Well, that would have to be our family trip to Europe!  My mom, sister, and I traveled to London, Paris, and Nuremberg, Germany, from December 13-23.  Lots of travel, sightseeing, shopping, eating, and simply spending time together made for an unforgettable experience.  I’ll be breaking my re-cap into three blog posts – one for each destination.  So, here’s LONDON:

Tower of London on a bright, sunny afternoon near the River Thames.

To prevent myself from carrying on and on (you should see my 500+ pictures on FB), here are a few great moments:

1.  Les Miserables – no, not the movie – the on-stage performance!  This is one of my favorite musicals, adapted from Victor Hugo’s novel depicting 19th-century France on the brink of revolution.  We enjoyed this spectacular show on our first night in London.  Check out this video of my favorite song from Les Mis, performed at the 10th Anniversary Concert by Lea Salonga:

“On My Own” from Les Mis

St. Paul’s Cathedral in the background as we strolled across Millennium Bridge.

2.  Double-Decker Sightseeing Tour – this was the source of about half of my pictures from the whole trip!  Having never been outside of North America, I was excited to see buildings that were more than one or two-hundred years old. London did not disappoint!  We saw Trafalgar Square, Westminster Abbey, St. Paul’s Cathedral, Elizabeth Tower (often confused with Big Ben, which is actually the name of the bell inside the famous tower), the London Eye, Buckingham Palace, and countless other well-known sites.  Our tour guide gave us a great historical overview of the city – including the Great Fire of 1666, the reign of Queen Victoria, the construction of Shakespeare’s Globe, and many other significant points of history to the Brits.  She even pointed out fun sites like JK Rowling’s apartment and Margaret Thatcher’s home.  I definitely recommend tours like these if you want to see a lot of the city in a short amount of time.

3.  Carols at Westminster Abbey – what a concert this was!  A young boy’s choir sang Christmas carols on the evening of Sunday, December 15, our last day in London.  The church is not only home to normal worship services, but also major events such as Prince William and Kate’s wedding a couple of years ago.  The building looked even more beautiful at night than it did on our tour during the day!

The beautiful Westminster Abbey lit up on a cold winter’s night!

4.  Tea at Bea’s of Bloomsbury – oh the desserts!!!  The three of us enjoyed afternoon tea and a huge tiered platter of desserts at this little tea shop in London.  The Brits take their tea seriously, and as I was recovering from strep throat, I had to take the green tea seriously as well.  We enjoyed vanilla caramel cupcakes, scones with strawberry jam, double chocolate brownies, chocolate meringues, and many other delicacies.  If your mouth isn’t watering yet, check out their website for pictures that will certainly do the trick!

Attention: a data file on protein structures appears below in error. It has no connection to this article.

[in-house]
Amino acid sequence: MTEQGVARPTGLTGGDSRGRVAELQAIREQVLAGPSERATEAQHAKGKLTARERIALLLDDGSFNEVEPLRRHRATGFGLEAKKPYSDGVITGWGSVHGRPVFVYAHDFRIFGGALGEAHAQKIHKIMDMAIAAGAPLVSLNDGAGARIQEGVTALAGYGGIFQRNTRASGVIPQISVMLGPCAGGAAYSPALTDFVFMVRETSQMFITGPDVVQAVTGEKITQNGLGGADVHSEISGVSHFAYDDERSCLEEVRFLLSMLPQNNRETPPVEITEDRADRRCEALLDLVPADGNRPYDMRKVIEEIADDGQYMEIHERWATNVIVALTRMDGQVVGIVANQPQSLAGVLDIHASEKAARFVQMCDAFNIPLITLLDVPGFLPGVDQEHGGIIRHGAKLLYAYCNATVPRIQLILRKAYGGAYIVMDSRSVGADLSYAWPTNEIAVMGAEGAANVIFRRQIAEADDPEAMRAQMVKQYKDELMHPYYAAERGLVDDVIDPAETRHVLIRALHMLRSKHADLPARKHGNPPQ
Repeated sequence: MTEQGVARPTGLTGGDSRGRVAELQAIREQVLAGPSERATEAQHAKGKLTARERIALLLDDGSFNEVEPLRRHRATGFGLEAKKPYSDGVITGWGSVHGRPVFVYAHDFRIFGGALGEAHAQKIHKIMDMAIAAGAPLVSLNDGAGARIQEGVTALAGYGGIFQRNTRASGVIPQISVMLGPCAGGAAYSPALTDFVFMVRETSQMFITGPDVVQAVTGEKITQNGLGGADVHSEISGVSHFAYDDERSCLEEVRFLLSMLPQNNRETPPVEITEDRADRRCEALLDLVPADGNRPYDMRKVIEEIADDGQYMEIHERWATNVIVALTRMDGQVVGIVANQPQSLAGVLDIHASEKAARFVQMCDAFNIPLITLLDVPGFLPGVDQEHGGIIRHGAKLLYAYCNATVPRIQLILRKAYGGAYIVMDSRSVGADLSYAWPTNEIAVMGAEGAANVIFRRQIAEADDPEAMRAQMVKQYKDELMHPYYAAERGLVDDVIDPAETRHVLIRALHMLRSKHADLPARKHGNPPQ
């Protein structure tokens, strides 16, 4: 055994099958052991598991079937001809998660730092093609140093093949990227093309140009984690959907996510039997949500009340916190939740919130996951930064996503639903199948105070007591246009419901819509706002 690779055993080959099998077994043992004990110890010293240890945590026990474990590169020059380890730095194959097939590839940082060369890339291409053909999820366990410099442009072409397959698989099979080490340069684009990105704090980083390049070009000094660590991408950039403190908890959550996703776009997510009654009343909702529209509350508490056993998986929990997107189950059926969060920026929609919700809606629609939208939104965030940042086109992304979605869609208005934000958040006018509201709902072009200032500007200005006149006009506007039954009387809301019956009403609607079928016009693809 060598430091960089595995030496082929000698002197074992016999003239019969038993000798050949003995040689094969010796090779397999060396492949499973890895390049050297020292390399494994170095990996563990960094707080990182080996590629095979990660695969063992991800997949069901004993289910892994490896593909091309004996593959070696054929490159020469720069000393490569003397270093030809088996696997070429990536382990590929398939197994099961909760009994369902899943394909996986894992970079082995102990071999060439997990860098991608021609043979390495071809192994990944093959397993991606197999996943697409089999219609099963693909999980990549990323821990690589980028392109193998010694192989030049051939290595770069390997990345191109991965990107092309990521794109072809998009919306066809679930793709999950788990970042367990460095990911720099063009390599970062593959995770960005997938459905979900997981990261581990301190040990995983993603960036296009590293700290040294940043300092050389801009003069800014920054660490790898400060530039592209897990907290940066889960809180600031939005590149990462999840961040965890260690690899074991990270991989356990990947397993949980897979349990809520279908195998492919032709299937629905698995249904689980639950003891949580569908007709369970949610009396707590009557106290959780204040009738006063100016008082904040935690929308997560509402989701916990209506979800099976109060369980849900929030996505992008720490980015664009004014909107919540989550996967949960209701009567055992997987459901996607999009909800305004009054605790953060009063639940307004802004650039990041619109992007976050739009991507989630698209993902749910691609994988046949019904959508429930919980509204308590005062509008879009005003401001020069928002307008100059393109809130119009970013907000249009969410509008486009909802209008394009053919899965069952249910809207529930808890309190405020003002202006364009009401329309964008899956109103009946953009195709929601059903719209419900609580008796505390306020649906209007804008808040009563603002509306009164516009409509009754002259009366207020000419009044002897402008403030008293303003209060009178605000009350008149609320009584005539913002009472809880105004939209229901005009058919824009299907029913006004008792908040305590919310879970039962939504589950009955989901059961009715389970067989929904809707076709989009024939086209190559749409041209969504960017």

5.  Shopping at Harrods - the world’s greatest department store!  If you think Macy’s in New York is the best, what with that great big parade in November and all, think again!  Harrods has to be the most luxurious, grandiose shopping experience on the planet.  I’m not just talking multiple stories, but rooms across rooms of perfumes, furs, fashion boots, Christmas toys…and then you have the food!  An ice cream parlour, a room dedicated to seafood, another to wine, and the list goes on and on.  Unsurprisingly, we had quite the task in trying to simply find the exit!

Overall, London was a great way to kick of our trip to Europe!  On Monday morning, it was time to take the “Chunnel” to Paris, where the Eiffel Tower and Champs-Elysees awaited…

 


Winter Break Festivities

Hi readers!

I can’t believe the second session of Fall semester is already over! It is hard to believe I am already halfway finished with the MAcc program either … with classes ending, that of course means finals are among us. This time around, I was done with finals week on Tuesday and am now free for winter break activities! On Friday, I plan on heading to Deep Creek Lake, which is halfway between Columbus and my hometown of Mt. Airy, MD. I have been going to cabins at Deep Creek for years during the summer months for fun weekends of boating, tubing, and relaxing with friends and family. During the winter, the nearby Ski resort, WISP, is open for skiing, snowboarding, ice skating, you name it. This coming weekend is the opening day for WISP’s winter season and I am hoping to get out there for skiing and ice skating! There are also tons of hiking trails along the lake and mountains of western Maryland to add to the winter activities list. After a long day of outdoor adventures, it will be great to come back to the cabin and relax in the hot tub! (Check out the pics below for some nice scenic views of Deep Creek.)

After a few days in Deep Creek, I will head back to my parents’ house for about 10 days to visit with family and friends for the holidays. I know one thing for certain…I will be getting my fair share of delicious seafood while I am back on the East Coast. (Sometimes good seafood is hard to come by in the Buckeye State :-)) Then before I know it, it will be back to Columbus to get ready for new years celebrations and the start of spring semester. The Volunteer Income Tax Assistance program, which I mentioned a few weeks ago, will also be getting started in January with several training sessions to prepare the MAcc students for this important service project. It is going to be one busy winter! Happy Holidays everyone!